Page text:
10 minute read

What's the Difference Between Managed and Fully Managed EDI?

With such a large number of EDI solution providers out there, all of whom offer slightly different products and services, assessing the value of different packages can be a long and complex process. From where the solution will be hosted, to what functionality is included in your package, there are a multitude of factors to consider when selecting the best EDI solution for your business. 

One of the most important decisions that businesses must make at this crucial point is the extent to which they want their provider to manage their EDI solution (from set-up and operation to monitoring and error resolution). Unfortunately, however, the term ‘managed EDI’ is used to mean different things by different providers and is therefore frequently misunderstood by those selecting a solution. In turn, this can lead to huge expense further down the line as in-house teams struggle to run their new system efficiently in conjunction with the unexpectedly minimal support offered by their provider.

In order to help you to avoid experiencing such a situation, in this article we’ll examine the full breadth of what providers mean when they talk about ‘managed EDI’, looking in detail at the areas where some providers’ supposed management is often lacking.

First, though, let’s look at the three options when it comes to cloud-based applications…

The three main cloud-based solution types

Cloud-based solutions generally fall into one of the following three categories: Infrastructure as a Service (IaaS), Platform as a Service (PaaS), or Software as a Service (SaaS).

1) IaaS

IaaS relieves users of the need to purchase the physical equipment (e.g. servers). IaaS solutions may also provide operating system, disk storage and messaging resources. By opting for an IaaS system rather than an in-house solution, businesses avoid the considerable upfront costs associated with on-premise setup and remove the dangers associated with a single point of failure system. 

Although an IaaS model offers customers substantial control, users are also responsible for installing and running their own software systems and must conduct all necessary maintenance/upgrades themselves. 

2) PaaS

PaaS models provide a framework for in-house developers, on which they can build custom applications as required. PaaS systems do not allow for the direct use of software via the internet, but instead provide access to a platform where the necessary software applications can be created.

3) SaaS

SaaS offers access to cloud-based software. This removes the need for applications to be built or for software to be downloaded and installed on every machine. This solution model is highly scalable and is much faster to set up than IaaS and PaaS, which both require substantial internal effort.

Infographic - EDI Solutions Compared

Managed platform or a managed EDI service?

Of these three cloud-based models, SaaS is the only one which does not require considerable internal work, with the EDI partner instead providing all the necessary IT elements for a successful EDI solution. As a result, IaaS and PaaS are referred to as managed platforms, while an SaaS solution is generally referred to as a managed service model.

However, as we shall explore, not all SaaS EDI solutions are born equal. As anyone familiar with EDI will know, there is much more to successful EDI than simply setting up the basic functionality. While many SaaS EDI solutions are described as ‘managed’, this often refers purely to the fact that they provide the elements necessary for EDI to be conducted via the cloud; significantly it does not necessarily mean that they offer any help when it comes to the key EDI areas where businesses experience the most issues, such as partner onboarding or message monitoring. Those solutions that offer valuable assistance regarding the setup, operation and maintenance of EDI systems in order to lighten the load on internal teams are more accurately referred to as fully managed EDI solutions.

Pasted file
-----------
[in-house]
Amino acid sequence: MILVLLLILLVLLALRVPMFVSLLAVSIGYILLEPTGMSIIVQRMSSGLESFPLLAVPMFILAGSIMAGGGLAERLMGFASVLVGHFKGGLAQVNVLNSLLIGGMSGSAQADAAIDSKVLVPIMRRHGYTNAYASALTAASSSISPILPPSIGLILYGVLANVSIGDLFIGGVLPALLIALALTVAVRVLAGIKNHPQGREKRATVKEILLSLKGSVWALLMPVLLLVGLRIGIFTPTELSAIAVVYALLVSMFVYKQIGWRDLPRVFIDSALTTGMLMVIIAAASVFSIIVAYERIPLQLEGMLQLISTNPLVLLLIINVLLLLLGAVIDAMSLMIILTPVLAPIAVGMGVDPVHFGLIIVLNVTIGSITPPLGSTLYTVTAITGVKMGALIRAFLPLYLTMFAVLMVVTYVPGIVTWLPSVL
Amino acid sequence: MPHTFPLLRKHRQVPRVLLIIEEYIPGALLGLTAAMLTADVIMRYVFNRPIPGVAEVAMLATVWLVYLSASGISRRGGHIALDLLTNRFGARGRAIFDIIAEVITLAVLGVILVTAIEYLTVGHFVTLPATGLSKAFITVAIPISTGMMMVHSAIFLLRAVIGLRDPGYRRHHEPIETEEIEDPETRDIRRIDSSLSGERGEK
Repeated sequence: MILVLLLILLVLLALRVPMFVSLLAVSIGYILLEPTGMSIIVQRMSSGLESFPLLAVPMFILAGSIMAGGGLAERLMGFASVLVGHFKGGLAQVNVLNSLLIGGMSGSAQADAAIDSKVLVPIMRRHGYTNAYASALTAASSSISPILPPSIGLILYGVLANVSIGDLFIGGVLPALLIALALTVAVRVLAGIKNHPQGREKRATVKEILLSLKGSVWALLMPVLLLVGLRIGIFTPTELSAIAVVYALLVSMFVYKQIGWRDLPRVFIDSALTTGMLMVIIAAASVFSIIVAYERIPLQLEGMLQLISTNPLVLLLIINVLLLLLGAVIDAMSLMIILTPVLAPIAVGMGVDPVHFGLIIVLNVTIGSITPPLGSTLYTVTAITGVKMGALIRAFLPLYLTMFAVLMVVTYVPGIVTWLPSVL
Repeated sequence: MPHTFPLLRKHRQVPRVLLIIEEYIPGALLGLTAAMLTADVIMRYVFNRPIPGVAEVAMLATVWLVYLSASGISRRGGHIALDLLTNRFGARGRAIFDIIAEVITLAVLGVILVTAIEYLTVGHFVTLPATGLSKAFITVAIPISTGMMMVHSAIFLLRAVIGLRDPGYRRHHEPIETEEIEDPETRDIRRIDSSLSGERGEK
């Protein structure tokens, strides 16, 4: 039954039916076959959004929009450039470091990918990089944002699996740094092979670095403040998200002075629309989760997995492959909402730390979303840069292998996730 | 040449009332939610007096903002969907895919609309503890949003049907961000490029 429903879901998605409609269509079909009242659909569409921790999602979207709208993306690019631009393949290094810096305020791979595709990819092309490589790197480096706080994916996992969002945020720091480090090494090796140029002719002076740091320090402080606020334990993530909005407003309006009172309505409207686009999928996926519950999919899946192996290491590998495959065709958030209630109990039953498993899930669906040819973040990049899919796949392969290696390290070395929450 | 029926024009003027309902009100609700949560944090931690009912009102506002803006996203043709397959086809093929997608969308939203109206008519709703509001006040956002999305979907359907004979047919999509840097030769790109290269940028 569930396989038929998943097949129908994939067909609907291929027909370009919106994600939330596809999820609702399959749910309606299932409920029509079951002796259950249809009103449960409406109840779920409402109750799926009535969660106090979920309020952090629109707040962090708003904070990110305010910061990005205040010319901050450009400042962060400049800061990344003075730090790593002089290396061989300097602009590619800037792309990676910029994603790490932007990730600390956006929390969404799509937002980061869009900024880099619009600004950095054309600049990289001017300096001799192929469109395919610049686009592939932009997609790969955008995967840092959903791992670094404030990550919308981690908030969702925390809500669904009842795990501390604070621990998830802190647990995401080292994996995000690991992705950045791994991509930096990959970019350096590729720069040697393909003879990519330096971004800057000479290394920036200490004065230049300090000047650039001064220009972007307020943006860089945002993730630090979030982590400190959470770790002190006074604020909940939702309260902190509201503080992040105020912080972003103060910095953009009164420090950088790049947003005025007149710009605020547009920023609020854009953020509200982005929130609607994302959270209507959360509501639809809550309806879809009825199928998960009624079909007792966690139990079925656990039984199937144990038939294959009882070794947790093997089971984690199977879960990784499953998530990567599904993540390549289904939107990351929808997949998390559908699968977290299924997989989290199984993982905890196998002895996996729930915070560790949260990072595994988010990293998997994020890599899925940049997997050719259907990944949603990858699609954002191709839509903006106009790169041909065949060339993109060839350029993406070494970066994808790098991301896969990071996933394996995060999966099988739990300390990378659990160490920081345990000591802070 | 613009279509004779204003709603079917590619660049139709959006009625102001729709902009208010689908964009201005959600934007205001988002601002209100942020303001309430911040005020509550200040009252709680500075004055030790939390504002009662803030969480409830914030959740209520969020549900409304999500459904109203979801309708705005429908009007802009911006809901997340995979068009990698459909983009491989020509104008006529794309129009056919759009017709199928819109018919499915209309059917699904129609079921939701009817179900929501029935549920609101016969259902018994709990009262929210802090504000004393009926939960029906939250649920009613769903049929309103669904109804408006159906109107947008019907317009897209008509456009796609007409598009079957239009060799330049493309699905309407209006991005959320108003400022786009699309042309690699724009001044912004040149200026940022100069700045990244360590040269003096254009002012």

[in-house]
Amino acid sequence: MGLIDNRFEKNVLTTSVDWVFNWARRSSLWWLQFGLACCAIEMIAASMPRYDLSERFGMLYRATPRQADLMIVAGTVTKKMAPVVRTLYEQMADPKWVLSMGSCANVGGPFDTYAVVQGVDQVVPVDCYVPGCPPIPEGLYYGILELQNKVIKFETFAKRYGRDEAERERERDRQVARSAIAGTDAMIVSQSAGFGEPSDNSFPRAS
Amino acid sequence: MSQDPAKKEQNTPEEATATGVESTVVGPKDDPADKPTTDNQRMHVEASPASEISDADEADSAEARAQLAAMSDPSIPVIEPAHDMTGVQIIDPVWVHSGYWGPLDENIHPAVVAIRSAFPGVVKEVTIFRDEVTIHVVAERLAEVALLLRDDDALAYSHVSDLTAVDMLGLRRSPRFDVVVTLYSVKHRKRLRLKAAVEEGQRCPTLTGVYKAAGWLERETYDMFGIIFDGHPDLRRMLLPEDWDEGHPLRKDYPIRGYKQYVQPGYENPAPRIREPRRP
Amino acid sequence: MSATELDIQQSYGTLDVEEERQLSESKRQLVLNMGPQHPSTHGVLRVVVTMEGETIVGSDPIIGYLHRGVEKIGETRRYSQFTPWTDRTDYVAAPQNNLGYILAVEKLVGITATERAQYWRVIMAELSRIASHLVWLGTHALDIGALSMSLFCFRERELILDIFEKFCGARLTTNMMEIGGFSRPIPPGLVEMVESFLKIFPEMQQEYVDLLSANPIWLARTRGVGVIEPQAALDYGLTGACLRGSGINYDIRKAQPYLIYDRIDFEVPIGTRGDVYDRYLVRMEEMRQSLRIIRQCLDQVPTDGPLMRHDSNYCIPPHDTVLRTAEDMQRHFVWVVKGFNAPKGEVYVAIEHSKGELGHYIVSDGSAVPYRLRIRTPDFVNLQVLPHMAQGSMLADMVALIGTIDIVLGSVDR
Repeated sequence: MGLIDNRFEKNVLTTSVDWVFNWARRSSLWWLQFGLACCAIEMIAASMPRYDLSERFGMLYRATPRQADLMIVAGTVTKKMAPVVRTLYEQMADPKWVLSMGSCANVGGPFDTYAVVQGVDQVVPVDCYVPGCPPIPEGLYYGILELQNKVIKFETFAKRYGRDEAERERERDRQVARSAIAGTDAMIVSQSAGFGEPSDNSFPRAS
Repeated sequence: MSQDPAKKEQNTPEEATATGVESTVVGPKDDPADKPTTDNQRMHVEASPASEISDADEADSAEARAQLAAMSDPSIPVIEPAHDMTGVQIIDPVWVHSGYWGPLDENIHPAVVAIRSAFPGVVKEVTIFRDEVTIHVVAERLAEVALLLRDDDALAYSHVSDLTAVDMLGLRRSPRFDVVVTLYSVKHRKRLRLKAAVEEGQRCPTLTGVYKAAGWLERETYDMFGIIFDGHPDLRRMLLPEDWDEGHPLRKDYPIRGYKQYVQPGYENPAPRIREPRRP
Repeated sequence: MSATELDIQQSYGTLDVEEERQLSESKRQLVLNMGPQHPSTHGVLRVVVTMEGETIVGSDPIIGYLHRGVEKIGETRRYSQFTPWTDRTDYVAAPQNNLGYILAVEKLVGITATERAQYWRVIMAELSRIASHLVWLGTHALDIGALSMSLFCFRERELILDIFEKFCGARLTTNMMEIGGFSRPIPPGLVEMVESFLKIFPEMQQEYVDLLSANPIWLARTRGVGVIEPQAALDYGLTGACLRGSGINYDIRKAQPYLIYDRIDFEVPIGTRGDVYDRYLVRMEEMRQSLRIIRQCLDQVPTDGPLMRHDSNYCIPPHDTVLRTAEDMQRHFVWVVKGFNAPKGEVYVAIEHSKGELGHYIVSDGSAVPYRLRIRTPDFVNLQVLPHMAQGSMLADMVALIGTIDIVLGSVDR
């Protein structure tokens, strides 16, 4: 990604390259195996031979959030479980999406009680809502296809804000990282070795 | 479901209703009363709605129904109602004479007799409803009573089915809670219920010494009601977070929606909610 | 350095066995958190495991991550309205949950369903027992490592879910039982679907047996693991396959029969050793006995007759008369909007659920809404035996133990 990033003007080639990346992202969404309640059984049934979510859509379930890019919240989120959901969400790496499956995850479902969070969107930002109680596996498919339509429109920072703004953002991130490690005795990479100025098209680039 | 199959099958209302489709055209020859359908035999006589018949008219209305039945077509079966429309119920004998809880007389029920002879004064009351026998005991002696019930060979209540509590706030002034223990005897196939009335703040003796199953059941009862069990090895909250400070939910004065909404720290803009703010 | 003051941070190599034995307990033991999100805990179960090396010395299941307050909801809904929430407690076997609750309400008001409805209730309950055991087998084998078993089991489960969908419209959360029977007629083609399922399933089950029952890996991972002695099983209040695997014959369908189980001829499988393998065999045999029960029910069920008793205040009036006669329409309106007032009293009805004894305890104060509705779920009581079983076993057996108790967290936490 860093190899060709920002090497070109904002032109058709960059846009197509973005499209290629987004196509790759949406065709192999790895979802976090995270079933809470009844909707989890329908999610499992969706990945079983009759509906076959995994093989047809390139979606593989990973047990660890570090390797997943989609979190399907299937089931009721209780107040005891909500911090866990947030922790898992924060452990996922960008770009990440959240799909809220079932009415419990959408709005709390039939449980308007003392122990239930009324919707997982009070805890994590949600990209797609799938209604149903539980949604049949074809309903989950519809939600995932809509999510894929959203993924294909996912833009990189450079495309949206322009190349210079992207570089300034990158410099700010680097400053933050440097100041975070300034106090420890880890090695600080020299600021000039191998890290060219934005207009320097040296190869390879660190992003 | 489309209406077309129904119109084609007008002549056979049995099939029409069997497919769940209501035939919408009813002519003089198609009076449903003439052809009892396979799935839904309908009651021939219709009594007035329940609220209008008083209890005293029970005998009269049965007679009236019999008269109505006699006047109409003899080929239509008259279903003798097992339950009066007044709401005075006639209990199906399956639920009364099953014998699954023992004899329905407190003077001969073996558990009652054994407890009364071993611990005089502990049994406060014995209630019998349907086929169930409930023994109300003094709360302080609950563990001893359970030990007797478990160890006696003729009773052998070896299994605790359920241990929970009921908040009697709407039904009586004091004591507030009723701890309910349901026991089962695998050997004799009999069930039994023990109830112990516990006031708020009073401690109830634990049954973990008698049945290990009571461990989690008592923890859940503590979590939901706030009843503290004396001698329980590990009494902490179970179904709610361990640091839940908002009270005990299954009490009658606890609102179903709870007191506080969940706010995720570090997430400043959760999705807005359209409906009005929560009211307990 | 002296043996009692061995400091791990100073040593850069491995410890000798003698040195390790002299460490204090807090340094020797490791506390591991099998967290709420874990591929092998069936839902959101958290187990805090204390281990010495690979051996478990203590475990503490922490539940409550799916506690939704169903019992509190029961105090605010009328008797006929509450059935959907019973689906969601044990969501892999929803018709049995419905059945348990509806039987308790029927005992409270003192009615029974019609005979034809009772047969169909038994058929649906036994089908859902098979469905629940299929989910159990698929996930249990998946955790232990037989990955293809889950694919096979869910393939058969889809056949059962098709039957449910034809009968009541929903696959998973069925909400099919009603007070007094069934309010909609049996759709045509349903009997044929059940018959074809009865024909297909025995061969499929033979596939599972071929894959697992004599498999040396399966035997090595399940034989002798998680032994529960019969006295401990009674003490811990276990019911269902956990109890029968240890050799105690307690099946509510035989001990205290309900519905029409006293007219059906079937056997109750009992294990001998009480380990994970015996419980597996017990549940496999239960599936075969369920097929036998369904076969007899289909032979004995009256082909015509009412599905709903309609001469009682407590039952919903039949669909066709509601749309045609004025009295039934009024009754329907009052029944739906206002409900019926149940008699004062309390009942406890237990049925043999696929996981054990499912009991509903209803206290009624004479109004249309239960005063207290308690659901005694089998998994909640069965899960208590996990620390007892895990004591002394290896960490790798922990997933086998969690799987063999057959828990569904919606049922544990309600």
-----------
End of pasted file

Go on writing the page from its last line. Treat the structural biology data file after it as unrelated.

While they may sound similar (and both differ from on-premise solutions), managed and fully managed EDI solutions are very different and should not be confused.

The table below illustrates the considerable differences between the three types of solution over the life cycle of an EDI project:

Managed vs Fully Managed EDI Comparison Table

The three key areas where managed EDI differs from fully managed EDI

While, as the table above clearly illustrates, there are many ways in which managed and fully managed EDI solutions differ in terms of what the provider is able to do, there are three main differences that it is worth exploring in more detail…

1) Partner onboarding 

Partner onboarding is arguably the area where there is the biggest disparity between fully managed EDI solutions and those that claim to offer managed EDI. As those who have onboarded EDI partners before will know, the process can take a frustratingly long time if a proactive approach is not taken. 

…with ‘managed EDI’ solutions

Unfortunately, it is common for ‘managed’ solution providers to complete only the basic initial mapping and pass the responsibility for testing the connection to their customer. In this scenario, the purchaser of the EDI solution has to chase their partners for whatever data or documents are required. As well as being a time-consuming exercise, when issues are discovered that require mapping to be adjusted, the solution purchaser then has to act as a middleman between their partner and their EDI solution provider. In turn, this further increases the time of the project and the likelihood of errors and oversights occurring.

It is important during this phase to test all possible message exchanges, including all variations of a document (e.g. invoices with and without VAT). However, as many supply chain organisations are unaware of what thorough testing involves, their testing is often far from comprehensive. Having received no help during the testing phase from their ‘managed’ solution provider, businesses in this situation are then likely to experience many errors following go-live. Depending on the number of partners and exchanges involved, this can be extremely expensive to fix!

…with fully managed EDI solutions